Timothy Norvell and Alisha Horky publish paper in Journal of Revenue and Pricing Management
The assistant professors of marketing present a framework and model to evaluate the impact of promotions on company revenue and profit.
Timothy Norvell and Alisha Horky, both assistant professors of marketing in the Martha and Love School of Business, co-authored the paper titled, “A Framework and Model to Evaluate Promotions: A Restaurant Cross-Promotion In-Market Study,” which was published in the Journal of Revenue and Pricing Management.
The article presents a framework and a model to evaluate the impact of promotions on company revenue and profit based on the examination of empirical findings from a restaurant cross-promotion in-market study.
The paper’s abstract reads:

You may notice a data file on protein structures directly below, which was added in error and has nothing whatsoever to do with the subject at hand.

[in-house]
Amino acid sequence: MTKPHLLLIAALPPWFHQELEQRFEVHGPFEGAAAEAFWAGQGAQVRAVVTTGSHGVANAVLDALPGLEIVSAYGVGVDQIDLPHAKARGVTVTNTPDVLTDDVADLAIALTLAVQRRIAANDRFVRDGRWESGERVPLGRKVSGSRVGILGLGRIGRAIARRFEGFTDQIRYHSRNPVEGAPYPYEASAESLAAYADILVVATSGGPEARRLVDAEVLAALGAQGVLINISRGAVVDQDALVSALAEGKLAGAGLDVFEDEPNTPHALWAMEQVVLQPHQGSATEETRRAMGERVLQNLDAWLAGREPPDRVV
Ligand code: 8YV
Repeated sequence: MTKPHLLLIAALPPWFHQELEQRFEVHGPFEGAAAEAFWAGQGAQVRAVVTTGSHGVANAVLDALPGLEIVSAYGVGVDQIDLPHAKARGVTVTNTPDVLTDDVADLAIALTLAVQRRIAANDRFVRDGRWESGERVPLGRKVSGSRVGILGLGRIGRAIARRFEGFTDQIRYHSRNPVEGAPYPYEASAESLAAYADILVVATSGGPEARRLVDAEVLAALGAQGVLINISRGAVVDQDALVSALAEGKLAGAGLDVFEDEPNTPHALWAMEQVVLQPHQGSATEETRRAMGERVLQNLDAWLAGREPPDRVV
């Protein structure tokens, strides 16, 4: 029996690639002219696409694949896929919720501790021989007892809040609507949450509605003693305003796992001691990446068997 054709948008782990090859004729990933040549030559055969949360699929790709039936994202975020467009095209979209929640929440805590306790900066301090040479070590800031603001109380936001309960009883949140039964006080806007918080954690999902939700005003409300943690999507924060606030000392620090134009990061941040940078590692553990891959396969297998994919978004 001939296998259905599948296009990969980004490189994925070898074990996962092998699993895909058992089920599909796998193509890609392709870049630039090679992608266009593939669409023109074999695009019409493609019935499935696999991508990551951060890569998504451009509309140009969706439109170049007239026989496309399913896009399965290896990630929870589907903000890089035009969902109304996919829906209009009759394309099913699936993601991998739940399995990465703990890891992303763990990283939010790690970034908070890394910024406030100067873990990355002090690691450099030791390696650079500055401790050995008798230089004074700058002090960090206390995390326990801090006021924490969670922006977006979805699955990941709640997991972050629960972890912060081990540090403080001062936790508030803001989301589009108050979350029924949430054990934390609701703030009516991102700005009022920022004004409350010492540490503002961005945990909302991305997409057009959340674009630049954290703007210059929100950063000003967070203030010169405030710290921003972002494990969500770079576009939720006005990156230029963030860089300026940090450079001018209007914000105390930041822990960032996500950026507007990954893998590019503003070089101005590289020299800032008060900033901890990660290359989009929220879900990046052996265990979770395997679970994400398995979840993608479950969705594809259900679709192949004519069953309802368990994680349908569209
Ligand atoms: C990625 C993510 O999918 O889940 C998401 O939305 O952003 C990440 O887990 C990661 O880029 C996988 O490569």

“This article presents a framework and a model to evaluate the impact of promotions on company revenue and profit based on the examination of empirical findings from a restaurant cross-promotion in-market study. Promotions are difficult to evaluate because firms do not know to what extent the promotion creates incremental transactions or to what extent it simply provides discounts to existing customers who would have paid full price. To properly measure the impact, a firm must be able to determine the following: (i) the percentage incremental versus replacement transactions, (ii) the percentage incremental transactions from new versus existing customers, and (iii) the extent to which the promotion affected their overall spending behavior. This information can be combined with the discount amount of the promotion and the firm’s profit margin to arrive at the financial impact of the promotion. To maximize this effect, the company must first market the promotion to a similar but different customer base to minimize cannibalization. Second, they can institute an aggressive upselling program to counteract the consequence of discounting existing customers.”